Color Highlighter Highlights any color text starting with # or Hex values with the color it represents, which is quite handy for easily finding the right color you want to edit. You get immediate color feedback inside the editor
Debugger for Chrome / Debugger for Microsoft Edge To be able to use the debug tools like breakpoints, watch variables and so on, you will need to have one of the two, depending on which browser you use for development
ESLint Linter for syntax highlight for JavaScript and TypeScript
Prettier A very opinioned code formatter, that is somewhat of a de-facto standard for code formatting in the JavaScript and TypeScript communities
Visual Studio IntelliCode The AI-based auto-completion suggestions from Microsoft, which complements the built-in one. When it sees you want to call a method on an array, it will show the most popular array methods, etc.
Live Server Spawns a localhost server, that will render your page live


Here are some that are nice to have:

GitLens Offers larger git capabilities – diff between commits, a superset of the built-in git client
vscode-icons A nice set of icons for different file formats, make finding files easier
Code Runner Allows to select a piece of code in the editor and run it in the console. Useful to check on language behaviour for certain expressions
Markdown All in One A list of features of editing markdown files, when you want to make sure your README file, looks nice is valid markdown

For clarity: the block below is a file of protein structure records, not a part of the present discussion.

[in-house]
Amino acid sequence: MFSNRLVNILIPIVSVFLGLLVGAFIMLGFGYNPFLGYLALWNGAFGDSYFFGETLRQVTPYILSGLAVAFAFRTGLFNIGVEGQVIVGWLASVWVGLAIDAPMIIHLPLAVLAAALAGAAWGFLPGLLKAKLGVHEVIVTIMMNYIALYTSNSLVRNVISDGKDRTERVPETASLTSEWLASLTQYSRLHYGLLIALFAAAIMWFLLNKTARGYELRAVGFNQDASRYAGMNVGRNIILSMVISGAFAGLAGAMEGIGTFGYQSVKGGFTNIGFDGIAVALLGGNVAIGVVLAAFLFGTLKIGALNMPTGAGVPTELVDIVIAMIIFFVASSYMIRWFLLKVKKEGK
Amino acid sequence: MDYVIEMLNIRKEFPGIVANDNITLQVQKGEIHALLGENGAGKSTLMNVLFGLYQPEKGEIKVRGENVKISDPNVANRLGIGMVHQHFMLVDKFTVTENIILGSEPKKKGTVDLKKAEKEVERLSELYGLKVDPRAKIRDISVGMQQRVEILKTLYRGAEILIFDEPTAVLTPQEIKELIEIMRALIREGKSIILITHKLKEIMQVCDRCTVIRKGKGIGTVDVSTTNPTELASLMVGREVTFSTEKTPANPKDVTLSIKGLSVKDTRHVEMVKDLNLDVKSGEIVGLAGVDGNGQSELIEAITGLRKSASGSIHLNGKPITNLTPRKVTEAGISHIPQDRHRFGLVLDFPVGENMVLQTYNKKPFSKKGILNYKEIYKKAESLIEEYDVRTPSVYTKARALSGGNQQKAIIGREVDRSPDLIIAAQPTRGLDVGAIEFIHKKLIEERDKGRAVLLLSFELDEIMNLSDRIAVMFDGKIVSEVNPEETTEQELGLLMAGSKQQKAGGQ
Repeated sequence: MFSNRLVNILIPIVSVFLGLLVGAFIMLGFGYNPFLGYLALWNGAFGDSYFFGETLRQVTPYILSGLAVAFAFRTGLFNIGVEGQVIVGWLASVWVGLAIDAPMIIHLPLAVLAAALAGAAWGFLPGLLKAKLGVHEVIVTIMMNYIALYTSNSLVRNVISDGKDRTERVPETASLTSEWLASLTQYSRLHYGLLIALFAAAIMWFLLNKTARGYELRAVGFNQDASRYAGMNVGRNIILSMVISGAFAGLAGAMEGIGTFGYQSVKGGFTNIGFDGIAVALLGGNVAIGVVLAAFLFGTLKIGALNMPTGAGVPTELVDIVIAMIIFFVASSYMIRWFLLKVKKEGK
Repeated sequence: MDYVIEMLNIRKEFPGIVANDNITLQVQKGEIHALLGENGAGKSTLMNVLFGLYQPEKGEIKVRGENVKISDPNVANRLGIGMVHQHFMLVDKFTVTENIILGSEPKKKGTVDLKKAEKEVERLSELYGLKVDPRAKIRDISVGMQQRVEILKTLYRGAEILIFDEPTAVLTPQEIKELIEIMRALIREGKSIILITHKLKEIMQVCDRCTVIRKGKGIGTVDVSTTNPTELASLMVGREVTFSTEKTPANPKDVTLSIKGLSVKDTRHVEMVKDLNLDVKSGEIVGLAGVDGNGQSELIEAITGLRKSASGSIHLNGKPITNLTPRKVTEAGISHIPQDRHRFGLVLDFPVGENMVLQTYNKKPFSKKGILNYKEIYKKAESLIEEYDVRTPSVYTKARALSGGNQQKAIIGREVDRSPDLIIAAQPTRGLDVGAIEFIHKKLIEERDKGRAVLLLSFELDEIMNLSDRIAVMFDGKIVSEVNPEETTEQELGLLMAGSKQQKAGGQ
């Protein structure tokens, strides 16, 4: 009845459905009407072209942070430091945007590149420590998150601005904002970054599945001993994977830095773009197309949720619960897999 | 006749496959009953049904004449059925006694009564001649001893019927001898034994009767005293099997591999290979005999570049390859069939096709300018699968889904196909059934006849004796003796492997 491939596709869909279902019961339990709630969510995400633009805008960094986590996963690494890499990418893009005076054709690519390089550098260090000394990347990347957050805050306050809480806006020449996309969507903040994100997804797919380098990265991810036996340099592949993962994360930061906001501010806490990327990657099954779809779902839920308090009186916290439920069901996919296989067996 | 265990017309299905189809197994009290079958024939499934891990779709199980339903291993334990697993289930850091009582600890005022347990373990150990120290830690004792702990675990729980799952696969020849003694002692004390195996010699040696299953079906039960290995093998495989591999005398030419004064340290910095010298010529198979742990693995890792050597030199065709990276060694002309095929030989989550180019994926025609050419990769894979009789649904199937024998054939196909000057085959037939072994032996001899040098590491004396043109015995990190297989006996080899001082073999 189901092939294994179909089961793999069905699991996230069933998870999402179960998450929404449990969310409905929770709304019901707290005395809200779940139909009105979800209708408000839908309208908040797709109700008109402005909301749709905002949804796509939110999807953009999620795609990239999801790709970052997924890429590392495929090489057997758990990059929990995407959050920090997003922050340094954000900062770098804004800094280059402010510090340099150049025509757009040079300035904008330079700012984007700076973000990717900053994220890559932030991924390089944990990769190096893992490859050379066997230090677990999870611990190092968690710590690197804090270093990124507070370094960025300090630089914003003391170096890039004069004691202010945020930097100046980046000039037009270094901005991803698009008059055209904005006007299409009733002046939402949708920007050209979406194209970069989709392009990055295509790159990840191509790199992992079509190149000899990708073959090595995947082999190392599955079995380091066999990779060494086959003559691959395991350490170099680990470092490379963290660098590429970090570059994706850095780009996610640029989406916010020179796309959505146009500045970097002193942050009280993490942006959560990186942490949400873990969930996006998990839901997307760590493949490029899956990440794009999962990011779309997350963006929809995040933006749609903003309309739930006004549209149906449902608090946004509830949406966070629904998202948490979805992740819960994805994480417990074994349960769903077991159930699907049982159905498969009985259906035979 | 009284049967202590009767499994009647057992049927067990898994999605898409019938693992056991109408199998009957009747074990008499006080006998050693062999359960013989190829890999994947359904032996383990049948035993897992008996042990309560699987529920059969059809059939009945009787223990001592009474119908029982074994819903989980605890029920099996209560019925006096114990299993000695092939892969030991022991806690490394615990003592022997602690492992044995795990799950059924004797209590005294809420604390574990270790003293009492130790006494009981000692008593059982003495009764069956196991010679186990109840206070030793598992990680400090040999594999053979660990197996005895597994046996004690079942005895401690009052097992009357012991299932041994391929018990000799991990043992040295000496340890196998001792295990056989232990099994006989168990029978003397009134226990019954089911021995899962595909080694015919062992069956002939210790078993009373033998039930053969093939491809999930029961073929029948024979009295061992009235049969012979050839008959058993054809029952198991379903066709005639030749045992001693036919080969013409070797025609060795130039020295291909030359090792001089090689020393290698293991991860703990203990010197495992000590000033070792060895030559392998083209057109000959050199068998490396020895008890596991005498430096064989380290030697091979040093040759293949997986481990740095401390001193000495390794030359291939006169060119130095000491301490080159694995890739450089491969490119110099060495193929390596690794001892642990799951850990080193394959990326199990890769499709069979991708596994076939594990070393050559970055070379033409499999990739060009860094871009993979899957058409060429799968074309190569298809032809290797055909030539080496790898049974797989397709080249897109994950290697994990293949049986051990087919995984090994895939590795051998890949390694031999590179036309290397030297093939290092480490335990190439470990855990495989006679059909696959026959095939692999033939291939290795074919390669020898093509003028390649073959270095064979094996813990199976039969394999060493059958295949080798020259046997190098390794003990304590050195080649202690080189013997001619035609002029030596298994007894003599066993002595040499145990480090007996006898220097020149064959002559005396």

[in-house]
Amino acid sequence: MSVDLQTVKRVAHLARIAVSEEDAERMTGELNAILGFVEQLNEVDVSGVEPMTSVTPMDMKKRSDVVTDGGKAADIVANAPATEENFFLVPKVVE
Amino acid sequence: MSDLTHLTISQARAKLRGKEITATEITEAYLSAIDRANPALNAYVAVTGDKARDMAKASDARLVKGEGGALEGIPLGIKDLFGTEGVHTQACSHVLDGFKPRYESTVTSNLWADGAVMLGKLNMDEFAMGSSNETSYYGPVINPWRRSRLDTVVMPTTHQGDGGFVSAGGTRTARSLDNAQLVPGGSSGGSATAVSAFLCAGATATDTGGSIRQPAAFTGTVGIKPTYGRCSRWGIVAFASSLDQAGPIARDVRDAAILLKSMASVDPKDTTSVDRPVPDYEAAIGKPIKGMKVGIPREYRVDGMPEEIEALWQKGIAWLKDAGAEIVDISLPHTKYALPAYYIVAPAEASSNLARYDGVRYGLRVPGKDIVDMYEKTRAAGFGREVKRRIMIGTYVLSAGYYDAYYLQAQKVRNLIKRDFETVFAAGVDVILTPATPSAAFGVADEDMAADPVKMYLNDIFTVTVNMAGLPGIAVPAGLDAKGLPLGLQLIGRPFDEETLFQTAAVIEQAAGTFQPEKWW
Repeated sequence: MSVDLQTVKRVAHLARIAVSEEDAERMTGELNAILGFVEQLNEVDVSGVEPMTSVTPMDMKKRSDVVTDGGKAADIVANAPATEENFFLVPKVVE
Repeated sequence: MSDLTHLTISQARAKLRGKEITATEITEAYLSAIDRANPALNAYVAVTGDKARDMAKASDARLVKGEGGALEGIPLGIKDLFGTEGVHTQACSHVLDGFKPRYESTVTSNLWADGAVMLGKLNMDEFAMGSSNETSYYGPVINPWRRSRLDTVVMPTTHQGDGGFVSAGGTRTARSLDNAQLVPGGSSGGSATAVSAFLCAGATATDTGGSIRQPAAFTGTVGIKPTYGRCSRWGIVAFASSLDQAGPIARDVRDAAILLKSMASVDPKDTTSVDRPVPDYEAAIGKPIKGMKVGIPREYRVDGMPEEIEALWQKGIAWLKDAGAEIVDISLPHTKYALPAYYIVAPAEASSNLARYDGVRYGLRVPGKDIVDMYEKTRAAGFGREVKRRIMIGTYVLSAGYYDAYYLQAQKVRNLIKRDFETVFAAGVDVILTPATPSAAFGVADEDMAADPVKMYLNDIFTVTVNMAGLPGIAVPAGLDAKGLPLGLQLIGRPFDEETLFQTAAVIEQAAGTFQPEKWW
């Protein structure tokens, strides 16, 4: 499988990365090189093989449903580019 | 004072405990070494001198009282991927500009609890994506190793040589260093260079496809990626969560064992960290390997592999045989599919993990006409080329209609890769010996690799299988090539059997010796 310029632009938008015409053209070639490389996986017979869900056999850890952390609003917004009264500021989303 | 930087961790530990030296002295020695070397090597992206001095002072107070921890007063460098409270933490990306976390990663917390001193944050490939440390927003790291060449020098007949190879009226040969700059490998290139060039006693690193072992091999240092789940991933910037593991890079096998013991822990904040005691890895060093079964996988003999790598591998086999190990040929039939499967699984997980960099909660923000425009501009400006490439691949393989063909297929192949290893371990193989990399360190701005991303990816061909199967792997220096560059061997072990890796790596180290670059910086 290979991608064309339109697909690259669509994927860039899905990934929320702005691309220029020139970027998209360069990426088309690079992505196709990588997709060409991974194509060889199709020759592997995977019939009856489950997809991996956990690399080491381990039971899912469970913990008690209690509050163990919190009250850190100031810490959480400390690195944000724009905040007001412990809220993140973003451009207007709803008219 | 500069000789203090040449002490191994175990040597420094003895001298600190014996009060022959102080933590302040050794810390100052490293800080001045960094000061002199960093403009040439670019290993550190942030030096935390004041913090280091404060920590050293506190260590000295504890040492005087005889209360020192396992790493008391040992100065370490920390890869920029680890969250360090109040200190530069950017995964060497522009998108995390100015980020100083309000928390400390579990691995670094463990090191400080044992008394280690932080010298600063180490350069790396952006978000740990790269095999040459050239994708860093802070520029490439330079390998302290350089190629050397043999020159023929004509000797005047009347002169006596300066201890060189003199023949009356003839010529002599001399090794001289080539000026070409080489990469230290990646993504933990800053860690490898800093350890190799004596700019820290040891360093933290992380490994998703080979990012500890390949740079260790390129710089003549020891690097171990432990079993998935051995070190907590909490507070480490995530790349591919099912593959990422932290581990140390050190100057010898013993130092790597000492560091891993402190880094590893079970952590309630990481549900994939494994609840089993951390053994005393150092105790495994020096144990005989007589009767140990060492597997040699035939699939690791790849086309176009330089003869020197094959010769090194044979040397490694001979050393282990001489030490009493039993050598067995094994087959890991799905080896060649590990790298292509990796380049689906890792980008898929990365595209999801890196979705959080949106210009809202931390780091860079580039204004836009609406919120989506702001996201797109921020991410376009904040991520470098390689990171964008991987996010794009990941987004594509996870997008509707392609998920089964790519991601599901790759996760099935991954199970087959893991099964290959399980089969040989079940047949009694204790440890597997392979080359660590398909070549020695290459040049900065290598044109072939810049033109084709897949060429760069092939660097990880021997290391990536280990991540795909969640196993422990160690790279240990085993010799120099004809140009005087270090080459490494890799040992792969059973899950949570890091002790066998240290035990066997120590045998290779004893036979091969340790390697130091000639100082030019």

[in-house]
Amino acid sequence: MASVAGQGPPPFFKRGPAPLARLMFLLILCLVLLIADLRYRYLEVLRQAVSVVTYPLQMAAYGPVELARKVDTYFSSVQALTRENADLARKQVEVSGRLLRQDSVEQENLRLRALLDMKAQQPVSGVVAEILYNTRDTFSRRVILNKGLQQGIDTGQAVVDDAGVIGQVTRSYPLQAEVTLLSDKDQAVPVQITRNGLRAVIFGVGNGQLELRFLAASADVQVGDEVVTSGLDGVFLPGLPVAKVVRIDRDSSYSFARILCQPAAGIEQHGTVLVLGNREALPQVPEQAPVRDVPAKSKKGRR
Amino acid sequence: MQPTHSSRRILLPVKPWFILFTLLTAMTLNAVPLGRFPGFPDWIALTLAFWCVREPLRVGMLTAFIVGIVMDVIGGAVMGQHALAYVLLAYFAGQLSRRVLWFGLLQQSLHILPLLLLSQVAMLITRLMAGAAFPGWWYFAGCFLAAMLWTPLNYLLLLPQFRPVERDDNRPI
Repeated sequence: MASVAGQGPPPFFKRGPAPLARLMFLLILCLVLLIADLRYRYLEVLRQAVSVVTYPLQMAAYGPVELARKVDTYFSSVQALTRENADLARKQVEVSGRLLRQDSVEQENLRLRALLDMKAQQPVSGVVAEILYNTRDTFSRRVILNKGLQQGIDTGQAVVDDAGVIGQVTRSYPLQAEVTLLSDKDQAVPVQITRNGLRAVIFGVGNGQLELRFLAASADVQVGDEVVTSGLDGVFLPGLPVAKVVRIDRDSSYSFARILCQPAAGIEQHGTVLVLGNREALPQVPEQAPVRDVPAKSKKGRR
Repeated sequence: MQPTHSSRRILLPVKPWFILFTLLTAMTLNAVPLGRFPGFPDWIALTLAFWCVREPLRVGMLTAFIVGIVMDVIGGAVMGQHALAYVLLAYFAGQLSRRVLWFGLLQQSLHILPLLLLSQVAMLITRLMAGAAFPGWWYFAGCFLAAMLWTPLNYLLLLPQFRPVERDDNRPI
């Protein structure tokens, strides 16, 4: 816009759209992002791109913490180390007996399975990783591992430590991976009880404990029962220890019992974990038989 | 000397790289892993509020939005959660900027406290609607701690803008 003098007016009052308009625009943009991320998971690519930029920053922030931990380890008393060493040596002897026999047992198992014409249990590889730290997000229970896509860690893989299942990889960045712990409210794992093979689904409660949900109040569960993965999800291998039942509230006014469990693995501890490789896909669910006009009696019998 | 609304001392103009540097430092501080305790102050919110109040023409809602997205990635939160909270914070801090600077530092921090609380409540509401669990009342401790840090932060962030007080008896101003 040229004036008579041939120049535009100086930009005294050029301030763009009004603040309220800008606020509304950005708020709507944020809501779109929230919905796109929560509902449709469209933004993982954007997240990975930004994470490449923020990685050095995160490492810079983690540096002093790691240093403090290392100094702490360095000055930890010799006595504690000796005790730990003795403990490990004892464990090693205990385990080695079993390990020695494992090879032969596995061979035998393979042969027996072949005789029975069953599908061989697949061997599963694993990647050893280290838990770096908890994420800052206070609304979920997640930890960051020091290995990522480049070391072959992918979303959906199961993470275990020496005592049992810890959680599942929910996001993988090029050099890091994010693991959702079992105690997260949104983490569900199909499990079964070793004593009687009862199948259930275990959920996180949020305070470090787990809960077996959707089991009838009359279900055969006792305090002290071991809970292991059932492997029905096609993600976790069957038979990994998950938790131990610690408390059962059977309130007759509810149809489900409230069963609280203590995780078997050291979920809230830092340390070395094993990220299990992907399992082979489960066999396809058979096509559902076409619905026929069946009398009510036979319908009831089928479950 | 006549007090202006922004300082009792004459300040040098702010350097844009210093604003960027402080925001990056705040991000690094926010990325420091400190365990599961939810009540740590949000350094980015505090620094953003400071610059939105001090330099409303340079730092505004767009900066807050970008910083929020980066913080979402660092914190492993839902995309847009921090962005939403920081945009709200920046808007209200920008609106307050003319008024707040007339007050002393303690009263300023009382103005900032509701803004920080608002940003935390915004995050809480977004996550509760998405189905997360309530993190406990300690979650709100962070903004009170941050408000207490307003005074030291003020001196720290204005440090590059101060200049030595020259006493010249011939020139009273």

Better Comments Changes the font color, if it contains words like TODO and notations you define to make discoverability of important comments easier
Browser Preview You get a browser window inside the editor, which comes in handy when you use the debugger or are limited on screen estate.


The framework specific ones:

Simple React Snippets Simple word expansion plugin, you type a short series of letters and this generates popular boilerplate for React Components
Angular Snippets Snippets for boilerplate code in the latest AngularJS version
Vue 2 Snippets Snippets for boilerplate code in VueJS
React Native Tools Tooling to build and run React Native-based mobile applications


I’m not going to make any recommendation on an editor theme, since it’s a personal preference thing, but for the record I’m using One Dark Pro, available here. The same with keybindings, if you come from Sublime or Vim, there are extensions that replace the shortcuts to behave the same – Sublime Text Keymap & Settings Importer and Vim.

Setting up and working with the debugger